/Gut bacteria may be linked to type 2 diabetes

Gut bacteria may be linked to type 2 diabetes

A study has found that there may be an association between bacteria in parts of the body and type 2 diabetes.

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The bacteria in our guts may play a role in the development of type 2 diabetes.

The latest research lays the ground for future work to determine what this relationship may be, how it functions, and in what ways it may help clinicians combat type 2 diabetes and other diseases that show an association with obesity.

The research study appears in the journal Nature Metabolism.

According to the Centers for Disease Control and Prevention (CDC), approximately 1 in 10 people in the United States have diabetes, and of those, around 90% have type 2 diabetes.

The cells of a person with type 2 diabetes are not able to process blood sugar properly, affecting a key way they receive energy. This situation happens because they do not respond correctly to the hormone insulin, which unlocks cells to allow them to process blood sugar.

When cells do not respond properly to insulin, a person is said to be insulin resistant. As a consequence, their blood sugar continues rising, which can cause damage to various parts of the body.

According to the CDC, there is an association between obesity and type 2 diabetes with people who have obesity being at greater risk of developing the disease.

For their study, the researchers took samples from 40 people who had severe obesity and, as a consequence, were undergoing bariatric surgery.

Half of the participants had type 2 diabetes, while the other half showed signs of insulin resistance but did not yet have diabetes.

The researchers took samples from three abdominal fat deposits, as well as the liver, and were looking to identify which particular type of bacteria resides in these tissues.

They hoped the investigations would allow them to determine a ‘bacterial signature’ for the sample sites of the various individuals.

The researchers found that there was a clear difference in the bacterial signature between people with diabetes and those without.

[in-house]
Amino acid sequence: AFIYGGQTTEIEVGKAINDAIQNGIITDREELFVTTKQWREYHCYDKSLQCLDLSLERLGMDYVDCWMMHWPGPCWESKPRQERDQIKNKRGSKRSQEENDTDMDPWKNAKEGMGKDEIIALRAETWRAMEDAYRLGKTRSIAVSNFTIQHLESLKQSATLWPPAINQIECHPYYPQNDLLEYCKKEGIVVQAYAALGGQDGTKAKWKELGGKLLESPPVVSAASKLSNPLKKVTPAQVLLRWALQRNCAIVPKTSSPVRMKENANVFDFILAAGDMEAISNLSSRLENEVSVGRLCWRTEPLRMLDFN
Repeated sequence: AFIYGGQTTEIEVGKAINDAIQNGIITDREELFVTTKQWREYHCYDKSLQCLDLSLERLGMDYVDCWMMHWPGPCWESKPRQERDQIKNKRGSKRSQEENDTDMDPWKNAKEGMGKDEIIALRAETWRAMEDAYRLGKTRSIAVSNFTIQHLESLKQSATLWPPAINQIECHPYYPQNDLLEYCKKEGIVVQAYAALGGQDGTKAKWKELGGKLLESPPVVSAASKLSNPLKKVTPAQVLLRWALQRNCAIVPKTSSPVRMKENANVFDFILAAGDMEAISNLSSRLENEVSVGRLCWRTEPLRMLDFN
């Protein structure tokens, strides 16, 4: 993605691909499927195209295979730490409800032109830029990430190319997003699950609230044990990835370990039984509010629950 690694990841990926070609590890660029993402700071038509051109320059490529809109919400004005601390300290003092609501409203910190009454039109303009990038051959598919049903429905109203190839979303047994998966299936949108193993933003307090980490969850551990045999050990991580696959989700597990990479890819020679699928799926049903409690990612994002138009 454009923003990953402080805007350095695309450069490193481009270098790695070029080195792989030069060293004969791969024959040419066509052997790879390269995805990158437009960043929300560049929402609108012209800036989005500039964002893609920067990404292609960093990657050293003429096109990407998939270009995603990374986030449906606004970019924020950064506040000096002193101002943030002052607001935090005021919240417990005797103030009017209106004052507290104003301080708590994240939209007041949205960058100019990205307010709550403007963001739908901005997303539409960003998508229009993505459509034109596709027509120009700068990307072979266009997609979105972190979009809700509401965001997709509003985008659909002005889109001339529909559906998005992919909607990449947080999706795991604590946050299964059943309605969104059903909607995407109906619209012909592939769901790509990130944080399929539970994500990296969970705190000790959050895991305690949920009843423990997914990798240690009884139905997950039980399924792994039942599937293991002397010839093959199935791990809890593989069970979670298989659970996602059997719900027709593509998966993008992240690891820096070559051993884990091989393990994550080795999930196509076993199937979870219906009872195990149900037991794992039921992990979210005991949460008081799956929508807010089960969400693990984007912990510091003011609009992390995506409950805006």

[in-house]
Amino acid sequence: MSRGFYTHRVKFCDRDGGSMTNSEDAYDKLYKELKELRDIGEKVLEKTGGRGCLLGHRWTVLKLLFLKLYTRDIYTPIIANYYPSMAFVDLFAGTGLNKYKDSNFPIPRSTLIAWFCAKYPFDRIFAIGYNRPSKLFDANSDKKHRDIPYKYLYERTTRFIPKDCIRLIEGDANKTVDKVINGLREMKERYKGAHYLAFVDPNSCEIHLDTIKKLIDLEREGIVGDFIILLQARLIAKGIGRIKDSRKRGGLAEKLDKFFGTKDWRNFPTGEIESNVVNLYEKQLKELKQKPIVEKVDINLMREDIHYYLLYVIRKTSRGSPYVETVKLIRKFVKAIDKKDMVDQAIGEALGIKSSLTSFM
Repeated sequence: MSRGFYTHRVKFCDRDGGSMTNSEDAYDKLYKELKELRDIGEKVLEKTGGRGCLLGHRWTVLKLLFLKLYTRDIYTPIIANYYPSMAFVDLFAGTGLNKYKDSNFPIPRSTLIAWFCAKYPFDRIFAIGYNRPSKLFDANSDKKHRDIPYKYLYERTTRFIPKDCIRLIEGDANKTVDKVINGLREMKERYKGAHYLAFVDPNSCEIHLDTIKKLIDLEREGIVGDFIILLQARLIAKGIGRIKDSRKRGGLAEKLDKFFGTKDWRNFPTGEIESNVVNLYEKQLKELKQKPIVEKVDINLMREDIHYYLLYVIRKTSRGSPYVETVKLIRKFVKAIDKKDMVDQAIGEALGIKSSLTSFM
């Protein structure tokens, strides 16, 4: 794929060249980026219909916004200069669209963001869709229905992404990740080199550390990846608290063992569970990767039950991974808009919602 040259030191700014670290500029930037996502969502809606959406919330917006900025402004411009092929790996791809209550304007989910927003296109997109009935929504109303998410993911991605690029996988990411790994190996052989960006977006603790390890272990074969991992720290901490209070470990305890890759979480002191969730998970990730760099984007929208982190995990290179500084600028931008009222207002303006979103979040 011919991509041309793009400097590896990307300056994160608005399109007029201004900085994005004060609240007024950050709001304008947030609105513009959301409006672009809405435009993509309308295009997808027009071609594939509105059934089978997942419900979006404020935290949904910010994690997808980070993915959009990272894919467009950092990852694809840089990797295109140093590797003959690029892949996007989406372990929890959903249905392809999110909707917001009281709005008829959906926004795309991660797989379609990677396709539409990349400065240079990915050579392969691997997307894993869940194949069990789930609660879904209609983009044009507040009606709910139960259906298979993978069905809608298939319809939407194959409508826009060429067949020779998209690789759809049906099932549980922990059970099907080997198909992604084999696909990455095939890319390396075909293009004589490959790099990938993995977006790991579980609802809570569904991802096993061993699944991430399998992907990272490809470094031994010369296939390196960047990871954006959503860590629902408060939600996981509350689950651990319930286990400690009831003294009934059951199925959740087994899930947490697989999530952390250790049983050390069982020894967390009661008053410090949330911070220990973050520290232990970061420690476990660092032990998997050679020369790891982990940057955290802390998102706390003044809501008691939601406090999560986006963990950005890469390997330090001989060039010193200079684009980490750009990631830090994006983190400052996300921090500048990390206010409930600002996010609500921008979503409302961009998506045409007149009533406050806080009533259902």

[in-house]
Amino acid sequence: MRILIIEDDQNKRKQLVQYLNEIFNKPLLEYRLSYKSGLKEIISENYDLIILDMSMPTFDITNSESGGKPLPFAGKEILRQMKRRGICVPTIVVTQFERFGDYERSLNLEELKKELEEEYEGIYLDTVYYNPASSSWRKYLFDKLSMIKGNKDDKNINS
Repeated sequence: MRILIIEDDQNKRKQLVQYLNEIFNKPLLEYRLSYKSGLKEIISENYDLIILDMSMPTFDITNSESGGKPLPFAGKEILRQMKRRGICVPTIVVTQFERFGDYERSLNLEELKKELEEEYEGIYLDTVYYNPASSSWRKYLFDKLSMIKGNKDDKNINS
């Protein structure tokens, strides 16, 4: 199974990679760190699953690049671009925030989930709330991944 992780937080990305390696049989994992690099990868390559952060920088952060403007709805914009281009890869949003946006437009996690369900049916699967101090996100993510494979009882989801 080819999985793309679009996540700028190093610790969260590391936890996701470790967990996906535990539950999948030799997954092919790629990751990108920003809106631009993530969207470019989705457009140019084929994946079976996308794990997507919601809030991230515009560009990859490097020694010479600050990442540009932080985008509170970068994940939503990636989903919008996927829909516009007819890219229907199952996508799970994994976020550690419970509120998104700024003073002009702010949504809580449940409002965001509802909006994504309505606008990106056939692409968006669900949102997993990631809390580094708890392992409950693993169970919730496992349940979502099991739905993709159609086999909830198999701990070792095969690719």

In particular, they found that the greatest amount of bacteria was in the liver and fatty material connecting the stomach and the colon. Both these areas are important for the regulation of metabolism.

Prof. André Marette, of Université Laval, Canada, lead author of the study, explains, “Our findings suggest that in people suffering from severe obesity, bacteria or fragments of bacteria are associated with the development of type 2 diabetes.”

The study authors suspect that the bacteria they found in the tissue of those individuals with diabetes came from their intestines.

The intestine is more permeable than other parts of a person’s body, and, according to a review in the journal Nutrition Research, may become more permeable if a person has obesity.

As Prof. Marette notes, “We know that the intestinal barrier is more permeable in [patients with obesity].”

“Our hypothesis is that living bacteria and bacterial fragments cross this barrier and set off an inflammatory process that ultimately prevents insulin from doing its job, which is to regulate blood glucose levels by acting on metabolic tissues.”

– Prof. André Marette

While the study’s findings are tentative, they help make clear some areas of research that may be productive going forward.

The researchers have recently been awarded a $2 million grant from the Canadian Institutes of Health Research to further develop their findings.

This next research will focus on understanding the relationship between gut bacteria, diabetes, and obesity, with the possibility of determining if some bacteria may be helpful in combating diabetes.

“Our next objective is to determine if the bacteria found in the liver and fat deposits of people [living with] severe obesity are also present in those [with] overweight or moderately obese,” commented Prof. Marette.

“We also want to see if certain pathogenic bacteria found in the tissues can trigger type 2 diabetes in an animal model,” he continued. “And lastly, we want to find out if certain beneficial bacteria found in these tissues can be used to prevent the development of the disease.”

He concluded, “If so, they might lead us to a new family of probiotic bacteria or a source of bacteria-based treatments to help fight diabetes.”